Extraordinary Vitamin B6
Vitamin B6, also known as pyridoxine, all B vitamins help the body to convert food (carbohydrates) into fuel (glucose), which is used to produce energy allows the body to use and store energy and is essential for haemoglobin in the blood. Vitamin B6 plays an important role in the body, it helps make several neurotransmitters*, chemicals that carry signals from one nerve cell to another.
It is needed for normal brain development and function. It facilitates in the regulation of hormonal activity by helping the body make the hormones serotonin and norepinephrine, which influence mood, and melatonin.
Vitamin B6 benefits which have been supported
- Contributes to normal functioning of the nervous system
- Contributes to normal psychological function
- Contributes to normal red blood cell formation
- Contributes to the normal function of the immune system
- Contributes to the regulation of hormonal activity
- Contributes to the reduction of tiredness and fatigue
Studies suggest that vitamin B6 lengthens the luteal phase due to the regulation of hormones, it can raise levels of progesterone, a key hormone in preparing the body for pregnancy. Taking a high dose of vitamin B6 is most helpful in women who go off the Pill and decide to try to get pregnant.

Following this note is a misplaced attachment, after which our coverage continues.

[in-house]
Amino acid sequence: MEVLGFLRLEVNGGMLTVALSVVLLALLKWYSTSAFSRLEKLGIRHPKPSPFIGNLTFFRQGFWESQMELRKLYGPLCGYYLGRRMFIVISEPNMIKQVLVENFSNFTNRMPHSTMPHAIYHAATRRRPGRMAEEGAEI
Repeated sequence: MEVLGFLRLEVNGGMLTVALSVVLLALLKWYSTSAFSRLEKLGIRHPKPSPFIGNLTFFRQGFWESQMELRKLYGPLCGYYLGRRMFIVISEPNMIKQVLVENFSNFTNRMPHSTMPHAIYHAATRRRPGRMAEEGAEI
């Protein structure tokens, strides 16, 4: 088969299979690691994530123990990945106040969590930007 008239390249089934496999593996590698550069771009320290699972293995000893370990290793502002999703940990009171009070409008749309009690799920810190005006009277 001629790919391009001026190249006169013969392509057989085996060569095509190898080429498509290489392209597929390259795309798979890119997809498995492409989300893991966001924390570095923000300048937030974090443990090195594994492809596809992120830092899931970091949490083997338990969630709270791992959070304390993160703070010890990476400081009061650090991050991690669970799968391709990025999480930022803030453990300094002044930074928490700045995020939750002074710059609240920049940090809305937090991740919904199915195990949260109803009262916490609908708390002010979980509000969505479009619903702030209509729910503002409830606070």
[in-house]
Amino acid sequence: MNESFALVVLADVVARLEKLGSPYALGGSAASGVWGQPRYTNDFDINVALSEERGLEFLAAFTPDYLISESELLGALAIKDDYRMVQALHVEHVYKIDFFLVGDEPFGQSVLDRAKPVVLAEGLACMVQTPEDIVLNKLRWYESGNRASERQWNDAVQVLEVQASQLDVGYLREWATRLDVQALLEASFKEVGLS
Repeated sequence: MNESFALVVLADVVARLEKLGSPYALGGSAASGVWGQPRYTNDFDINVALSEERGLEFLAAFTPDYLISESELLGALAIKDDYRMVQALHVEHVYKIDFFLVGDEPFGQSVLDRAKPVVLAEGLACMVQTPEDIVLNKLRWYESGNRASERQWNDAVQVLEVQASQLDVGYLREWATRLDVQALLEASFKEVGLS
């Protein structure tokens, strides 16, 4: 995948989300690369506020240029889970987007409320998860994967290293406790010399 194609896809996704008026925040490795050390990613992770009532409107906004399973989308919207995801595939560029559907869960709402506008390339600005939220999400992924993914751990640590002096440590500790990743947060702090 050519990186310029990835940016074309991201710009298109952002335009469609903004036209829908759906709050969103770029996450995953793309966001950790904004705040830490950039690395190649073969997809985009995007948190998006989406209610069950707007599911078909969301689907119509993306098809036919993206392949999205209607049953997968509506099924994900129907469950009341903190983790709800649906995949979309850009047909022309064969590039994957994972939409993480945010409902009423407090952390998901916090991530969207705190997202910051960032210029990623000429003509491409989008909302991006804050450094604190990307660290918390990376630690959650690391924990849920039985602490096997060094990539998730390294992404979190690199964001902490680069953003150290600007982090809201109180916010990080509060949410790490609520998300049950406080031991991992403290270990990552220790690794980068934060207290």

Pregnant women can become deficient in Vitamin B6 due to the increase in blood volume. Some studies have shown that vitamin B6 supplements might help with nausea and vomiting during pregnancy, however, these should always be taken under medical supervision.
Symptoms of Vitamin B6 deficiency
- scaly rashes
- swollen tongue
- difficulty in walking
A Vitamin B6 supplement can benefit people who do have an actual deficiency.
People with alcohol dependency, kidney problems including dialysis or auto immune disorders such as rheumatoid arthritis or inflammatory bowel disease, are more likely to have low levels of vitamin B6.
Sources of vitamin B6 are:
- Meat (pork, poultry)
- Whole grains (oatmeal, rice)
- Fresh fruit except citrus
- Fortified cereals and breads
- Starchy vegetables like potatoes
- Legumes like peanuts, soya beans
- Men and women, 19 to 50 years: 1.3 mg (RDA)
- Men, 51 years and older: 1.7 mg (RDA)
- Women, 51 years and older: 1.5 mg (RDA)
- Pregnant women: 1.9 mg (RDA)
- Breastfeeding women: 2.0 mg (RDA)
High doses of vitamin B6 can, over time, be toxic, and may result in nerve damage or numbness and tingling in the extremities.
*Neurotransmitters are crucial chemical in our body, the brain uses neurotransmitters to communicate with the bodies organs, it tells the heart to beat, the lungs to breathe, and the stomach to digest. However, they can also affect sleep, mood, concentration, weight, and can cause adverse symptoms when they are out of balance.